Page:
Residential VLAN discussion

I use separate VLANs in my network for different type of devices. The biggest problem from this is that AirPlay does not work across subnets, something about Bonjour using link local multicast which cannot be routes no matter what. I ended up putting the airport express and AppleTV in the same vlan as the wireless devices. Ironically UPNP works just fine across subnets as long as you enable multicast routing in your network. I have a Twonky Media server streaming to my iPad in another subnet and it works just fine. Apple made a poor design decision there if you ask me.
Using VLANs excessively can really hurt your network performance - you really should know why you're doing it if you're going to do it... just providing different IP addresses to separate things out can be detrimental to your network performance by creating bottlenecks.  In most cases in a residential environment you'll do more harm than good by introducing VLANS.  In fact, as a simple rule, the only reason to do it is if you have things on different VLANS that don't and shouldn't talk to each other and you are trying to isolate them from one another.  
For instance - if you have a 24-port gigabit network switch for instance and a router where you set up your VLANS and DHCP scopes - say you have DVR's on ports 1-4, computers on 5-12, wireless on 13-14, cameras on 15-23, and your router trunk/uplink on 24 - and you have each of those groups in a different VLAN because you like to keep IP addressing schemes cleaner... well now if your computer wants to talk to the DVR or a Camera, which are in different VLANS, you no longer get wire speed switching between the computer and the camera - instead, it has to go out port 24 to your router which will then send it back port 24 then to the camera VLAN.  This happens any time things on two different VLANs need to talk to each other - the traffic must leave the switch and go to a router to get moved from one VLAN to the next.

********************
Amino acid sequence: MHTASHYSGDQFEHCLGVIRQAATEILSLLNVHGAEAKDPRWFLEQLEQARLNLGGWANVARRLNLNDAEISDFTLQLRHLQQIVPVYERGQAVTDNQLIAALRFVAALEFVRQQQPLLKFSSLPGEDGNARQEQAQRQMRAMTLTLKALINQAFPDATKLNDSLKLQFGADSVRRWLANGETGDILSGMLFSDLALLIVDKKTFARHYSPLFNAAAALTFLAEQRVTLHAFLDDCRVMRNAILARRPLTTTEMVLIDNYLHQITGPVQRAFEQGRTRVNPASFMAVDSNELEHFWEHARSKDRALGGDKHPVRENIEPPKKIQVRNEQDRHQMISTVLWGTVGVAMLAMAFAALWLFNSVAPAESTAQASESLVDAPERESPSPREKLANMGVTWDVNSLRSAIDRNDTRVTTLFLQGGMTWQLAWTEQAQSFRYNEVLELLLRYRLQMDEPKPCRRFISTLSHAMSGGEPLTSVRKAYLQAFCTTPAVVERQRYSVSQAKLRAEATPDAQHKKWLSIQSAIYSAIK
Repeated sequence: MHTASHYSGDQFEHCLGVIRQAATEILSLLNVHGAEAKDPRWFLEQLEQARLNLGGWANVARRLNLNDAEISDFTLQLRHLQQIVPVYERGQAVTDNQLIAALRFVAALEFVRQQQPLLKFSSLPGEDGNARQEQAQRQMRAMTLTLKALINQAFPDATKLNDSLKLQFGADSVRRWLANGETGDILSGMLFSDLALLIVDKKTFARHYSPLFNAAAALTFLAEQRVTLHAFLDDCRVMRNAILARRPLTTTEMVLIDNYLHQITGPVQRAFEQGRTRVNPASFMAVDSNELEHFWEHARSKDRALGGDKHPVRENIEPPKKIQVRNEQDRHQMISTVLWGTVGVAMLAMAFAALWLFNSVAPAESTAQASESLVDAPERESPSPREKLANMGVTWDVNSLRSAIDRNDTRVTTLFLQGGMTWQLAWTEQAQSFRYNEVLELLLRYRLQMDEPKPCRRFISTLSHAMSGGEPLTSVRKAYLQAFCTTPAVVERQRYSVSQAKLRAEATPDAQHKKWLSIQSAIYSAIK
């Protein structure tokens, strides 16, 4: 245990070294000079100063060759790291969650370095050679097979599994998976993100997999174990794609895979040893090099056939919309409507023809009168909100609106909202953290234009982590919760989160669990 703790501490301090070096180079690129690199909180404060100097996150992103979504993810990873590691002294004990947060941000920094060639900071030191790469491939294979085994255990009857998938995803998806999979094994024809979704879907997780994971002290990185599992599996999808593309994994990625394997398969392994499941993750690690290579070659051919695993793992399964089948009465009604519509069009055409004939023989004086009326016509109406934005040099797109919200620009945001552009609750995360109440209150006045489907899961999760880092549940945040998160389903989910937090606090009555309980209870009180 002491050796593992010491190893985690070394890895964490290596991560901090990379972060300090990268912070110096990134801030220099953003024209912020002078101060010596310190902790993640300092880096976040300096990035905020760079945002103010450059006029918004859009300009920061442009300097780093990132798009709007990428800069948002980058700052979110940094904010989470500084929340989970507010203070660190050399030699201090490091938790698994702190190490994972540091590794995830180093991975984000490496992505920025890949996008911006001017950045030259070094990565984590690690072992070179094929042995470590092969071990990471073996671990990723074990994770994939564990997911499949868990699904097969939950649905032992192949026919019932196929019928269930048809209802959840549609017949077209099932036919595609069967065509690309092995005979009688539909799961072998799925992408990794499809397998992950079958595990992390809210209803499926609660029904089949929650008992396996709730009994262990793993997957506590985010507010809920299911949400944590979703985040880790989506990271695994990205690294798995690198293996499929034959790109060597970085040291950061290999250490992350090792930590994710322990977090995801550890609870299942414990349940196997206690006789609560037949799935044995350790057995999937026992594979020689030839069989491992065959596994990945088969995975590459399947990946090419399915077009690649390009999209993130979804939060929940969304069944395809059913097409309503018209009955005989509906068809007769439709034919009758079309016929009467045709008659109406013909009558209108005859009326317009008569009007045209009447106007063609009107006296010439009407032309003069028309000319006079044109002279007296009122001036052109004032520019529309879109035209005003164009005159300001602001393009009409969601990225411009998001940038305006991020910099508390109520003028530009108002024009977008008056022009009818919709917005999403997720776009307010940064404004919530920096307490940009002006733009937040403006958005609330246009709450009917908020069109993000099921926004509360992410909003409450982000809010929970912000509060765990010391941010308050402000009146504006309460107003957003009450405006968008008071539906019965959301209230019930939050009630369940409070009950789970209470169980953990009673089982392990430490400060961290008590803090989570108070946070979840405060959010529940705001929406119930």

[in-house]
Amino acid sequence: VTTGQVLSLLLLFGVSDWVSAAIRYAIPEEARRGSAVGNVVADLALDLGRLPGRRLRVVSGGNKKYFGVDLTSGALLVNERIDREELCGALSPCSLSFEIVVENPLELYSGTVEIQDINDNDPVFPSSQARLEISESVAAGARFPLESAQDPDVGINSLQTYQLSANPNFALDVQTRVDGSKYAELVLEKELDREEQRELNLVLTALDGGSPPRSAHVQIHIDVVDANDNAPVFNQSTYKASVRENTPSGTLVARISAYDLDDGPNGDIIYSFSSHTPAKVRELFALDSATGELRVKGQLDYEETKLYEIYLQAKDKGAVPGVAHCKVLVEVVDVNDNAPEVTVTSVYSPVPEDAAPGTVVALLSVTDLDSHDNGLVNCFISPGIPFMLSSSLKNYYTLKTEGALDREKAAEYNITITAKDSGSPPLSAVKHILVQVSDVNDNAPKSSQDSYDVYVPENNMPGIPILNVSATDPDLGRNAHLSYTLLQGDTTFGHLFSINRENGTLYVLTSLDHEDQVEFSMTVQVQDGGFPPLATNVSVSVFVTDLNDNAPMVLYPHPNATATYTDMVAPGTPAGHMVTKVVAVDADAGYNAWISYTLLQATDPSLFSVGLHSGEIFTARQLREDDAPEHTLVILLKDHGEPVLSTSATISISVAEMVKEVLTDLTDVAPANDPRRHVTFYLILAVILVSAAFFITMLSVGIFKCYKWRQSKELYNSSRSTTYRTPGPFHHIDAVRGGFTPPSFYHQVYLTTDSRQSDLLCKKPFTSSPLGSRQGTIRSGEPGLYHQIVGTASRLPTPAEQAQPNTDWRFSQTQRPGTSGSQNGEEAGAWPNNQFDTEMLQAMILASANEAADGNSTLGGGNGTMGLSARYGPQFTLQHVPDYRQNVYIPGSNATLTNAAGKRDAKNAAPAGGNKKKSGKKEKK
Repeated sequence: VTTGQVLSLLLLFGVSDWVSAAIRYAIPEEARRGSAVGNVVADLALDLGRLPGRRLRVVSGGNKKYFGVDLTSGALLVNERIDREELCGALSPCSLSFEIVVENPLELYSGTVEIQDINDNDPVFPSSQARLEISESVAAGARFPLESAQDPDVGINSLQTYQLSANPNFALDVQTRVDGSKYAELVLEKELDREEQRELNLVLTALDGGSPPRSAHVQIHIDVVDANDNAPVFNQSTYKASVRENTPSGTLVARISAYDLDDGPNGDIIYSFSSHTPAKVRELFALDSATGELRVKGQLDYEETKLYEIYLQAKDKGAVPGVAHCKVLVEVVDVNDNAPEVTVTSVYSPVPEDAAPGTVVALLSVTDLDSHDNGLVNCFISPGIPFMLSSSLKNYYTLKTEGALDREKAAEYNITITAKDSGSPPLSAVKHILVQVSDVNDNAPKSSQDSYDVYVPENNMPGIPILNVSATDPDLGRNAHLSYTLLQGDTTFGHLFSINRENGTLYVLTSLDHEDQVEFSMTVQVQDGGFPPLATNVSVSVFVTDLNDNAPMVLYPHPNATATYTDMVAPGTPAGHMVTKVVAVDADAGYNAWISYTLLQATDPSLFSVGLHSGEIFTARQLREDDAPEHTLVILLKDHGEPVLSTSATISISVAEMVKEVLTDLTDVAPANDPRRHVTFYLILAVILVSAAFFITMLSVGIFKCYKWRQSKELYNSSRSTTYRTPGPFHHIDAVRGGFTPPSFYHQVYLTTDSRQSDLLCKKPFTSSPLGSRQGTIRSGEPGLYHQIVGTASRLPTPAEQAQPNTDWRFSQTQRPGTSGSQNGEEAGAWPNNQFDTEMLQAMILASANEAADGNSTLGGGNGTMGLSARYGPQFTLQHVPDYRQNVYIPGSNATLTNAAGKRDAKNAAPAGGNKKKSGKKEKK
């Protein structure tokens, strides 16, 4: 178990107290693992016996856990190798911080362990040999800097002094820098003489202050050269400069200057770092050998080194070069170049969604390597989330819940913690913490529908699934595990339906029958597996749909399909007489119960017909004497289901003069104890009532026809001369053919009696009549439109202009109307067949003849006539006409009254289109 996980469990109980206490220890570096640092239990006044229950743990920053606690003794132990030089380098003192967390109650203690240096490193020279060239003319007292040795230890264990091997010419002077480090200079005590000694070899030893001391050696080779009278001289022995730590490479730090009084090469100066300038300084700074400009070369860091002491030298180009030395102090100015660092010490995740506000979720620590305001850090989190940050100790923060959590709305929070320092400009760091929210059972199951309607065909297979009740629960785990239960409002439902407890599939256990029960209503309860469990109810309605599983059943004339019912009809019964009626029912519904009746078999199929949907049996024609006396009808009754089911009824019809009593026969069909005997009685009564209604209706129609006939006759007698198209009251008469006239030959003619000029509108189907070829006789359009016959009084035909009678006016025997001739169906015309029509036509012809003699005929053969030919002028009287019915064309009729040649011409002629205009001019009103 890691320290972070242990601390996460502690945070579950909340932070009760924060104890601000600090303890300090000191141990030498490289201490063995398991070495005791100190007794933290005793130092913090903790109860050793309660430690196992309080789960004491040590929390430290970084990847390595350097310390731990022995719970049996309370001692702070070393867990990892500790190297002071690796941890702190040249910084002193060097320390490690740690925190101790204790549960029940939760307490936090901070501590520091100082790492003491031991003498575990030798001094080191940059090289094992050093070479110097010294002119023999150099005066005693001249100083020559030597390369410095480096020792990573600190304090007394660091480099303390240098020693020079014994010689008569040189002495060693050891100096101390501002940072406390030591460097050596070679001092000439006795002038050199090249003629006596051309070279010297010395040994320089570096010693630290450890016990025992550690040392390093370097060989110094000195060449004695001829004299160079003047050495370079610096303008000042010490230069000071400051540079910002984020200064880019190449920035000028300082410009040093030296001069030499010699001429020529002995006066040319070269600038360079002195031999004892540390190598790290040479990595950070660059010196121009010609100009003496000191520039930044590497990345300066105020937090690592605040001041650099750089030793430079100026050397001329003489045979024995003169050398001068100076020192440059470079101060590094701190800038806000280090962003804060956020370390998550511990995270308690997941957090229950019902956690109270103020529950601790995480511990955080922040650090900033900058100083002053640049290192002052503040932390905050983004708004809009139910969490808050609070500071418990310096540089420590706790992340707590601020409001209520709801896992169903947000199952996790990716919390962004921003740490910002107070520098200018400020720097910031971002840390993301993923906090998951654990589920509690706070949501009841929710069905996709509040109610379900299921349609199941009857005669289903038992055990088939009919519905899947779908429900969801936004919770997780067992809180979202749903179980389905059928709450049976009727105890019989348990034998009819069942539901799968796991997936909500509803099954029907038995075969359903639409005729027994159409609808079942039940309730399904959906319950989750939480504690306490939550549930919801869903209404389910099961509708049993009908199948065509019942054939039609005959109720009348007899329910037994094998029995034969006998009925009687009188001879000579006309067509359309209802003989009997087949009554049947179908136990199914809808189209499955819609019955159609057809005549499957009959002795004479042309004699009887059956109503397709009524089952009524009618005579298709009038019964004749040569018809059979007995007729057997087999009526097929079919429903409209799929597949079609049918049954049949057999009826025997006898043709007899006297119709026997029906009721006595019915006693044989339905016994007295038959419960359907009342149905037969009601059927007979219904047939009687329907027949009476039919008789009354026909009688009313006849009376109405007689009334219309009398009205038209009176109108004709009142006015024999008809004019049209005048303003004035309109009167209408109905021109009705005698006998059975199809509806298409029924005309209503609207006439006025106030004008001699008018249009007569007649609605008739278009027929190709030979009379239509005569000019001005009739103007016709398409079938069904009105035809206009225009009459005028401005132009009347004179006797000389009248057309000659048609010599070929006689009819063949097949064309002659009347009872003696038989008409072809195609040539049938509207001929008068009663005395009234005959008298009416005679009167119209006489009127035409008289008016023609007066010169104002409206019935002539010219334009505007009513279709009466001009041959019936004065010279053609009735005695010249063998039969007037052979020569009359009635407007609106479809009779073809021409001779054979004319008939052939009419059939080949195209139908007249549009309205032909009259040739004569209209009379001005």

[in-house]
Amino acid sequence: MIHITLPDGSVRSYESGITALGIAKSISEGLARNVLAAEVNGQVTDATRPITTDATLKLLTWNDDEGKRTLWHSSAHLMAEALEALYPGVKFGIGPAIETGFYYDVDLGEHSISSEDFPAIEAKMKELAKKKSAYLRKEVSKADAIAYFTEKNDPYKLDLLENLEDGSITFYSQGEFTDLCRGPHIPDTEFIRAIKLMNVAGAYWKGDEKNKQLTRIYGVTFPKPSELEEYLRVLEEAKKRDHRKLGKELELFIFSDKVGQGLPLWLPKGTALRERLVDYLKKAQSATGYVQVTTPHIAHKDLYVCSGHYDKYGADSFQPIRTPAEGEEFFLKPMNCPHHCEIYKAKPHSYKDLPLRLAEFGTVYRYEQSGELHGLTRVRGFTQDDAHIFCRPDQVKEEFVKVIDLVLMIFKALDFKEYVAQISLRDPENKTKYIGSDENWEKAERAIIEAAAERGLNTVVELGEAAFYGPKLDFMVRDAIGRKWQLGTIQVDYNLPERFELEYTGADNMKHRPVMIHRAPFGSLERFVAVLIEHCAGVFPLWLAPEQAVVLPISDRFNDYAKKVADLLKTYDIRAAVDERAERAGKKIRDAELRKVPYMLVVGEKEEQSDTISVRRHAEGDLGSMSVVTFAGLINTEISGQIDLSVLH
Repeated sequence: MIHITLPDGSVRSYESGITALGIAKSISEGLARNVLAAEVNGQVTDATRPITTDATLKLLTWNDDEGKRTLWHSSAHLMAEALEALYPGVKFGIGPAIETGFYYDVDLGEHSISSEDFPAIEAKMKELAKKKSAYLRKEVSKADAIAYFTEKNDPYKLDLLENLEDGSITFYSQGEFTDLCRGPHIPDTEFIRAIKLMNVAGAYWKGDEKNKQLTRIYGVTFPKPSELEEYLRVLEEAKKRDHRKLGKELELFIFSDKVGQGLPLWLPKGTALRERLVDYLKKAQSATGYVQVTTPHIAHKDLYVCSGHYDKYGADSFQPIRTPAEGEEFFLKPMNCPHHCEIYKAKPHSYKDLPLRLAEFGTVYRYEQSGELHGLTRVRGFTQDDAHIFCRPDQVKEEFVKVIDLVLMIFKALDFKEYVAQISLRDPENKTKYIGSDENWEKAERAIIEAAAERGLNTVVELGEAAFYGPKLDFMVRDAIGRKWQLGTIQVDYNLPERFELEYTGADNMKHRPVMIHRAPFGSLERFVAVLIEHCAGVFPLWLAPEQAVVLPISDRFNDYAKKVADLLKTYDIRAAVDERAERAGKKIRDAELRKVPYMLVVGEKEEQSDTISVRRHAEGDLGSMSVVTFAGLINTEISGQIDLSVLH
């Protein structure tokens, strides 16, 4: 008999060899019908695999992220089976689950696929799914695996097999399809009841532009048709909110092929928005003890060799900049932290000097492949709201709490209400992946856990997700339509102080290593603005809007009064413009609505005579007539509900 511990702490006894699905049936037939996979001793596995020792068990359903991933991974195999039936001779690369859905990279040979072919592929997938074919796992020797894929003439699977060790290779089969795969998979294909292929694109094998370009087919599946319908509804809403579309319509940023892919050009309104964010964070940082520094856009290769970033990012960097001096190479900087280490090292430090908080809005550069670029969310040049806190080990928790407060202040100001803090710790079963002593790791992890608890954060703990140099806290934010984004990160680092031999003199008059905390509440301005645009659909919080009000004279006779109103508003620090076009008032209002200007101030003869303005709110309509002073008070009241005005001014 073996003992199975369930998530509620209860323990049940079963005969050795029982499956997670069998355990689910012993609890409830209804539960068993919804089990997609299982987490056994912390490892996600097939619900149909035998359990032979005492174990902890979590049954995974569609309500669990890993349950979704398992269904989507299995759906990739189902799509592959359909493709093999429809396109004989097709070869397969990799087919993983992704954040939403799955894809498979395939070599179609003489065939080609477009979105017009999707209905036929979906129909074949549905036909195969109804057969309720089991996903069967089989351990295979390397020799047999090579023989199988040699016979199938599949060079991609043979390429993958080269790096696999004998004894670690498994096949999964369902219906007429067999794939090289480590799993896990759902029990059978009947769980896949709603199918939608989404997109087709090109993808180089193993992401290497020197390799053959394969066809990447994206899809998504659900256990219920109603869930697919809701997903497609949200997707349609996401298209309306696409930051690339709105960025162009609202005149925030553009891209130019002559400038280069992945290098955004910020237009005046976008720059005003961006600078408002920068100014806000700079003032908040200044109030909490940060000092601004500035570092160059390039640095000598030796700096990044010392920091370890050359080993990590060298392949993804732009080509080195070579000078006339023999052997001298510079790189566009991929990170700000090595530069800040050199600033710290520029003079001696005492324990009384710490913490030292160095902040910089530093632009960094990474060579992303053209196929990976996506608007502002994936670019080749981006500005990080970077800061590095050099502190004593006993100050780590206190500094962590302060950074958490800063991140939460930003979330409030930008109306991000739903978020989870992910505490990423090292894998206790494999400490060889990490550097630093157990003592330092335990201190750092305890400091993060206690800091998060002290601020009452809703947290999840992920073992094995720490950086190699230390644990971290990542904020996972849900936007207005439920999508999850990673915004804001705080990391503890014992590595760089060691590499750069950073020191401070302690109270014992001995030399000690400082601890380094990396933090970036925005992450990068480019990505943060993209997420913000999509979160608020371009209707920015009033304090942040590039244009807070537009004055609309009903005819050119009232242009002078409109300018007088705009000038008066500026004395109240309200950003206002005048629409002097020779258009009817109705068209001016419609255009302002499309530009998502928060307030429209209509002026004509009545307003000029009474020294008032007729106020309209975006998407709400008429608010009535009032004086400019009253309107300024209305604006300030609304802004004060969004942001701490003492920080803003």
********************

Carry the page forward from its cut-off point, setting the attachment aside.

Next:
If you work in a big high tech corporate facility that runs high end Cisco gear or equivalent, you can get some nice layer 3 switches that can actually do some of the routing without losing so much to a router bottleneck - but those switches are generally too pricey for home use.

Unfortunately this is an area where a little bit of knowledge is worse than none at all... people think they know what they're doing but in the end just end up really screwing things up and adding unnecessary complexity. 99/100 times, a single subnet and DHCP is just fine, with either static IP's or reservations to keep things at known addresses.
I use a Cisco switch, have about a dozen VLANs configured, no noticeable performance degradation. Like I said in my previous post, the only problem I ran into is AirPlay doesn't work if the devices are in different VLANs.